Two years ago, Gates said the spam problem would be 'solved' by now. We're not even close, experts say, and for many reasons that don't have anything to do with Microsoft.
Two years ago Tuesday, Bill Gates predicted that spam would be a "solved" problem by now, a prognostication that, say most e-mail experts, was as off-base as most of Nostradamus' forecasts.
Jan. 24, 2004, Gates told a group at the World Economic Forum that "two years from now, spam will be solved." During the talk, Gates pinned his prediction on the creation of an authentication scheme to verify senders' identities, as well as the hope that some kind of micropayment structure could be created for levying fees on e-mail.
"We have a long way to go before we solve the spam problem," said Scott Chasin, the chief technology officer for Denver-based e-mail security firm MX Logic Inc. "Gates' prediction has not come true. Talk to any Internet user out there and they'll agree. All they have to do to know is log into their in-boxes.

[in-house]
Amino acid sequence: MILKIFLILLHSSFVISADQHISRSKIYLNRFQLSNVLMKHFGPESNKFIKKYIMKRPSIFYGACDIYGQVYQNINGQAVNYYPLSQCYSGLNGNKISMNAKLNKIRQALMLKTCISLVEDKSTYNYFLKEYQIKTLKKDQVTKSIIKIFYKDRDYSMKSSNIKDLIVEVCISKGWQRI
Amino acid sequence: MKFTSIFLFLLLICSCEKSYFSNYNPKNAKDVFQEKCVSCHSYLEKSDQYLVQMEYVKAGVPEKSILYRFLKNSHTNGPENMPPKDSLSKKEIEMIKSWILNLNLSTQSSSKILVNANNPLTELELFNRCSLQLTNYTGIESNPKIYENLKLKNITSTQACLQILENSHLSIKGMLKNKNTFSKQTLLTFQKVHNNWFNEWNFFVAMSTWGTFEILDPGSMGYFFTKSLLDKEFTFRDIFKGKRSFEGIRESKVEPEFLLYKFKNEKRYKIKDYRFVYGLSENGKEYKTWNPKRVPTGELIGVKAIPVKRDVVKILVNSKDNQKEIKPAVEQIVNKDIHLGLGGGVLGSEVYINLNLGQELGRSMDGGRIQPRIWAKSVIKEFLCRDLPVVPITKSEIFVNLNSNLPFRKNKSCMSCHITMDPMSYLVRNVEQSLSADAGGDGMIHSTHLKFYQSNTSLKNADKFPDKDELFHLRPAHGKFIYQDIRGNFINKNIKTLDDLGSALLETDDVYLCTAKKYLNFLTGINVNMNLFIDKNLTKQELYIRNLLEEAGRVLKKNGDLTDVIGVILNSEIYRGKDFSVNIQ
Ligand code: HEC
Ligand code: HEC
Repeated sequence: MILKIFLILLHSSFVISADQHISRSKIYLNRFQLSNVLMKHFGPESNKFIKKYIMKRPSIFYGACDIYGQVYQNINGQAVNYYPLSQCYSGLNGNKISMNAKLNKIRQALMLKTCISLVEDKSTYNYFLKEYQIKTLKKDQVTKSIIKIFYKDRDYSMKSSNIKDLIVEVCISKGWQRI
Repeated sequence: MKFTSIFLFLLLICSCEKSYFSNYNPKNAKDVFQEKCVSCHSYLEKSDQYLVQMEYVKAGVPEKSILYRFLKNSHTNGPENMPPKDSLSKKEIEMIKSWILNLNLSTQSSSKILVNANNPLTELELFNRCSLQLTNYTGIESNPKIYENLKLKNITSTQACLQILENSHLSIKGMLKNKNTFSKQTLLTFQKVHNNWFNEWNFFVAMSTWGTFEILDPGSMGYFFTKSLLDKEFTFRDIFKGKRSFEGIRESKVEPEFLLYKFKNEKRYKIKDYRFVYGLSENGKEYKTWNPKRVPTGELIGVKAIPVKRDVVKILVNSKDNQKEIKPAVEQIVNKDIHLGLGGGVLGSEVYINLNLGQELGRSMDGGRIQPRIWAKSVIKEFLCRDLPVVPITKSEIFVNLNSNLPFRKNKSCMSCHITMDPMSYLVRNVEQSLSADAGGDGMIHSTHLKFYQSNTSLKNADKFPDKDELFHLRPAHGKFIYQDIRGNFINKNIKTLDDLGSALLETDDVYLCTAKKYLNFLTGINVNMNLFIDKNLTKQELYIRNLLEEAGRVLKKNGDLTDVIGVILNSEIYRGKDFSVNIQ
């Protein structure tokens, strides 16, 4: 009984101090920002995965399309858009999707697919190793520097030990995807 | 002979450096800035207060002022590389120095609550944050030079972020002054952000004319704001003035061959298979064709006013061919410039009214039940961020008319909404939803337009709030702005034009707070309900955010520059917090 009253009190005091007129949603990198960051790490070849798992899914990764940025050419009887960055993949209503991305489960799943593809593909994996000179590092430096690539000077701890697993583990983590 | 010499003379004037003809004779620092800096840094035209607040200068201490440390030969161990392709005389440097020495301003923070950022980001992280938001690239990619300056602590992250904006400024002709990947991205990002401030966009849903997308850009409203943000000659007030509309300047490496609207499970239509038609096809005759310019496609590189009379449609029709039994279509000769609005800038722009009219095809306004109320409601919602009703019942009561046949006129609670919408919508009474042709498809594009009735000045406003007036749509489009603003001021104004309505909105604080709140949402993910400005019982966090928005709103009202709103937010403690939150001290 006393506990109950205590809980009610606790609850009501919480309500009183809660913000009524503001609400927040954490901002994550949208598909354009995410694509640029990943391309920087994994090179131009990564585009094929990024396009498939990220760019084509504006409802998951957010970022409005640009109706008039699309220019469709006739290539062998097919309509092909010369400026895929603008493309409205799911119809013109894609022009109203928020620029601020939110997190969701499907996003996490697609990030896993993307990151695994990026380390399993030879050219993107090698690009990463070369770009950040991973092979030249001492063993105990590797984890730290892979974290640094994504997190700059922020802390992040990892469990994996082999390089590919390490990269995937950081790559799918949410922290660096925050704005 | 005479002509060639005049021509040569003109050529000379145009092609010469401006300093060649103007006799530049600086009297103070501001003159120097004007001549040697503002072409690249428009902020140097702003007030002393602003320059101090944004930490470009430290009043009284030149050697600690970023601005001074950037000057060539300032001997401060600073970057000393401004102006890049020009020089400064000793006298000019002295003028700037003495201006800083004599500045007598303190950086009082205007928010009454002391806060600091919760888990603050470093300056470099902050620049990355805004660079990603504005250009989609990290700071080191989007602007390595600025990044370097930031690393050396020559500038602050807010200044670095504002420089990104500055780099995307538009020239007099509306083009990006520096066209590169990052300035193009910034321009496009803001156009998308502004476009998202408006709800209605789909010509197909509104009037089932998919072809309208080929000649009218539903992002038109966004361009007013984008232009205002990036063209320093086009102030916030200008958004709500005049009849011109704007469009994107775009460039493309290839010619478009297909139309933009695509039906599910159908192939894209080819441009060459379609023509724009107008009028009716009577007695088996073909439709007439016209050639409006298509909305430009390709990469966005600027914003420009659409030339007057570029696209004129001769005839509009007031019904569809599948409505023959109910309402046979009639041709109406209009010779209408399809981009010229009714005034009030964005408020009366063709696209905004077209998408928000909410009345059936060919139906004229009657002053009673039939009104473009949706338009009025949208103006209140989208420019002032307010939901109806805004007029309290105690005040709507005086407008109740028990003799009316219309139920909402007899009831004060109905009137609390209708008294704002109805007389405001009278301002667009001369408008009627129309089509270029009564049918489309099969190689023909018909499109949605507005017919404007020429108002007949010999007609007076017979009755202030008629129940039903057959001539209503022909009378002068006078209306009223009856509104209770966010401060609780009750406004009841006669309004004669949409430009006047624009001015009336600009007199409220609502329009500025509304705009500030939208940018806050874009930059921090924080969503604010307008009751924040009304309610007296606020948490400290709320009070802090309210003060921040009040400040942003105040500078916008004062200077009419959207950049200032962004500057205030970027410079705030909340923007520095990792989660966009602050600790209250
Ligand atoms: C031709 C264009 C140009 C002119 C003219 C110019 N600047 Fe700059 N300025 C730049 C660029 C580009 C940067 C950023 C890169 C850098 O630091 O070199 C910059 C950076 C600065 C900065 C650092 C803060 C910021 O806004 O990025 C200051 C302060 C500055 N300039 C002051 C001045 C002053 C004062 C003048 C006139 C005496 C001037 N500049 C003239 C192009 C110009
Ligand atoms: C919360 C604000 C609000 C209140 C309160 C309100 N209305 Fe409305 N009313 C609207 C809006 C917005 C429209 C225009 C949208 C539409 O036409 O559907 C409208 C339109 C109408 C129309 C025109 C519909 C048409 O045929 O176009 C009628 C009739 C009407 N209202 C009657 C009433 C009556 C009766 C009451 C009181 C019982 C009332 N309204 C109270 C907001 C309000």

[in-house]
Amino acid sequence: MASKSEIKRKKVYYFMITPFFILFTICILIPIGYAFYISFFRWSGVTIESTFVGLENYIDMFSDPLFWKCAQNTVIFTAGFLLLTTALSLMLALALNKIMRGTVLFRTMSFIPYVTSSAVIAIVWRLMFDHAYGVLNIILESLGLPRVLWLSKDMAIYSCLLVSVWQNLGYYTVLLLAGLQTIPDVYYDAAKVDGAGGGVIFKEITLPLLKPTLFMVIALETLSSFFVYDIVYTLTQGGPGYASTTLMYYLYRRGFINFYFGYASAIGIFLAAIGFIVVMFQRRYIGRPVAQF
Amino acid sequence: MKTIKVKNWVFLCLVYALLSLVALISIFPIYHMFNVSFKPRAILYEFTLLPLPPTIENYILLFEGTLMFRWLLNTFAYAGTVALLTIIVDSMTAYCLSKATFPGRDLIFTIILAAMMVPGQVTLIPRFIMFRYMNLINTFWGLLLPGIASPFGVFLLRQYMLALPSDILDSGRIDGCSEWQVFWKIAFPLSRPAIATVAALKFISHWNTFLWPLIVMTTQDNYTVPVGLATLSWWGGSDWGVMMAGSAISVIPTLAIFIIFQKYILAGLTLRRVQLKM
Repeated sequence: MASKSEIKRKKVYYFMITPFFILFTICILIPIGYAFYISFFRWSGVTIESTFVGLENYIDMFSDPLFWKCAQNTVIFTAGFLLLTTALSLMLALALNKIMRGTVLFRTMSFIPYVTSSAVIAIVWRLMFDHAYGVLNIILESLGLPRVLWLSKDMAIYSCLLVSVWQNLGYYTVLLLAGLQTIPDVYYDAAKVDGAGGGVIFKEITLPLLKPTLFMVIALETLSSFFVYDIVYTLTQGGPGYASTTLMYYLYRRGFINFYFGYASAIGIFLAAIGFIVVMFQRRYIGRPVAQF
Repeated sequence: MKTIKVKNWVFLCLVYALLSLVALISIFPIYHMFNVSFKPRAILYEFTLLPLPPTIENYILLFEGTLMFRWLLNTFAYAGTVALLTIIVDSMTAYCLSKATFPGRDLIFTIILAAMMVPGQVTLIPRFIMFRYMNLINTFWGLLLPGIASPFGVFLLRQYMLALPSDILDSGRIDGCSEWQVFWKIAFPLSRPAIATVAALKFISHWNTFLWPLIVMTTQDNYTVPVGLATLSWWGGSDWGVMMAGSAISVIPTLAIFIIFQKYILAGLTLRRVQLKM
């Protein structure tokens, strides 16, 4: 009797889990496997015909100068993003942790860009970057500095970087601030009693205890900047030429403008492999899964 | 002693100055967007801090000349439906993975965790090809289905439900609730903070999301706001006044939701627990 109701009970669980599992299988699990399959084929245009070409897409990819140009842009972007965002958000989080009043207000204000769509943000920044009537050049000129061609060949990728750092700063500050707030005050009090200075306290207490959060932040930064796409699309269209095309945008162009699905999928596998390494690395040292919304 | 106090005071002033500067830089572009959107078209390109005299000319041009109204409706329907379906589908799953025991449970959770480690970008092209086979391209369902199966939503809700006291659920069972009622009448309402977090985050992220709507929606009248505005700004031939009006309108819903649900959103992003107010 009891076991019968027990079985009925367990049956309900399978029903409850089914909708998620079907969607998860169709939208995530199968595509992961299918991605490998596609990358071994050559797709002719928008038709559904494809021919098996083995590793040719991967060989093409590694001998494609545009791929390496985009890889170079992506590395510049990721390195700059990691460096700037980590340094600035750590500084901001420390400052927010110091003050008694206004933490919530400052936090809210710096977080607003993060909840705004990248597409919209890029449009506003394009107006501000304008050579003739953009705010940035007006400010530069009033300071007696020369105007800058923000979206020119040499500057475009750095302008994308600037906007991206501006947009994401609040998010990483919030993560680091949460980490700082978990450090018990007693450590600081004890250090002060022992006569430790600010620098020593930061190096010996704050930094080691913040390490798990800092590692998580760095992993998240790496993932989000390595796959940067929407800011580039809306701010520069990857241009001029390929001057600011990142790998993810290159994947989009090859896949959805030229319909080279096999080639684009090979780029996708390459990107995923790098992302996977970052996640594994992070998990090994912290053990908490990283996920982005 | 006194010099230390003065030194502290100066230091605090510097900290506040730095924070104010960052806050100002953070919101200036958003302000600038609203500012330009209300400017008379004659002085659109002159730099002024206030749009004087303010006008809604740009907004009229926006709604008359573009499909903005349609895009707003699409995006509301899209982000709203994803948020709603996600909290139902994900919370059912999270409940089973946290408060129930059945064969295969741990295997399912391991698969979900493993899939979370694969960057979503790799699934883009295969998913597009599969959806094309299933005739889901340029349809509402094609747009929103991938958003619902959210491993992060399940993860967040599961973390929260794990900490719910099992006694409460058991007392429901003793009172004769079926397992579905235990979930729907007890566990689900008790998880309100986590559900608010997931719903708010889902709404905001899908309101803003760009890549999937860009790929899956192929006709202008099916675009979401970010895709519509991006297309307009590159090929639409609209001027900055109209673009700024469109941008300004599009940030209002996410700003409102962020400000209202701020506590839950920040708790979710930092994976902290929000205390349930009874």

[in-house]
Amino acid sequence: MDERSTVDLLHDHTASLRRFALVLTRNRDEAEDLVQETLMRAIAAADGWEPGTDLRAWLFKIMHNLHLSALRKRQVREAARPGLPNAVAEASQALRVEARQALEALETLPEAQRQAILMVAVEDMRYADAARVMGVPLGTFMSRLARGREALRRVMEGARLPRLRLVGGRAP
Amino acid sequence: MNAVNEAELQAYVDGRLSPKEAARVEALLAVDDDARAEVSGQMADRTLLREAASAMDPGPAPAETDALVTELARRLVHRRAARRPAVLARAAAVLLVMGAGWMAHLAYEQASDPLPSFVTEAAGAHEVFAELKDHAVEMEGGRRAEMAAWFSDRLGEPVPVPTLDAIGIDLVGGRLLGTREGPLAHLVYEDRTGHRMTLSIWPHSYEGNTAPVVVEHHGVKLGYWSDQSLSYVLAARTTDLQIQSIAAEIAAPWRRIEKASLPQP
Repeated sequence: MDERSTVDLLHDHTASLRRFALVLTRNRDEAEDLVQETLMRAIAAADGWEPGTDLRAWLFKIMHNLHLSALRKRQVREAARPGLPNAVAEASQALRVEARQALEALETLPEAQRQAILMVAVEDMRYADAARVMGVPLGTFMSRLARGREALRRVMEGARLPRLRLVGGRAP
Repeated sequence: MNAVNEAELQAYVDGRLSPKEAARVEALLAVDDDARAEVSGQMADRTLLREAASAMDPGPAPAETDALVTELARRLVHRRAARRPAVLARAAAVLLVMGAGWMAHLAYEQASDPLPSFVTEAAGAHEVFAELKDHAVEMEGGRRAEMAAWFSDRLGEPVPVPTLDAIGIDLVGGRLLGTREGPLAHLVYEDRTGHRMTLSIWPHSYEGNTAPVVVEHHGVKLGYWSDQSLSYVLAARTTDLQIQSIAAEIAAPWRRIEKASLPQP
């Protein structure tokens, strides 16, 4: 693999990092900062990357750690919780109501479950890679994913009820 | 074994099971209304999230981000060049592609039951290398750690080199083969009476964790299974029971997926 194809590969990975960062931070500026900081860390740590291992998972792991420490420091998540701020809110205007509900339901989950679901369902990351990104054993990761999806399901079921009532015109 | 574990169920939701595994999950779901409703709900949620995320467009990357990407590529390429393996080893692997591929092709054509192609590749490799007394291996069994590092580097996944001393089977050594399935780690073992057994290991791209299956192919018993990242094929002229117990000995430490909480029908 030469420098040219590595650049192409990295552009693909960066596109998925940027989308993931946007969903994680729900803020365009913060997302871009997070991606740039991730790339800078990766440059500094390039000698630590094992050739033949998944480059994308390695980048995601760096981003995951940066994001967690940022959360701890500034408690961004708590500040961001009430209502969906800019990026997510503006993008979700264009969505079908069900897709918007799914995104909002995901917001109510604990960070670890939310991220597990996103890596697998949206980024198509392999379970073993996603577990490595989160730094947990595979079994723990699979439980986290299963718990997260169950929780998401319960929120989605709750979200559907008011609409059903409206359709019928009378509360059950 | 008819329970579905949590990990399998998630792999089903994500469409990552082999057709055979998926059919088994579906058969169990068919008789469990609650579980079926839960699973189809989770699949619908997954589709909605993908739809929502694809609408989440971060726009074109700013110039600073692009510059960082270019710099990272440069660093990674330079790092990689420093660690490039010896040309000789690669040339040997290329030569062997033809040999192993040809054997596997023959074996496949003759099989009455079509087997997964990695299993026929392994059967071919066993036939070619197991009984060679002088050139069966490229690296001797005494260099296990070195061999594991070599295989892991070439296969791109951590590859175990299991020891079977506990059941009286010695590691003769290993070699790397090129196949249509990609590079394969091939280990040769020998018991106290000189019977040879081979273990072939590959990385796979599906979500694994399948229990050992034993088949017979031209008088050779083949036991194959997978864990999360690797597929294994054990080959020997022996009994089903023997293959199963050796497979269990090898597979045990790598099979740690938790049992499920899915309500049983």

"I think Gates had a very optimistic view of the world," added Chasin.
Graham Cluley, senior technology consultant with U.K.-based Sophos, agreed. "Two years on, Gates' famous prediction now looks extraordinarily optimistic."
Neither of the proposals Gates mentioned two years ago have made much headway. Although Microsoft uses its own Sender ID authentication protocol for the company's Web-based Hotmail service, neither Sender ID nor the competing DomainKeys from Yahoo have anything like broad acceptance by ISPs or enterprises. And the micropayment concept for e-mail is as dead now as it was two years ago.
"The reverse cost structure of e-mail is a hard problem to solve before you have some identity technology in place," said Chasin. "You really need to build an identity structure before you can have micropayments."
"Changes to the Internet happen very slowly," added Cluley. "It takes years for things to wend their way through standards bodies."
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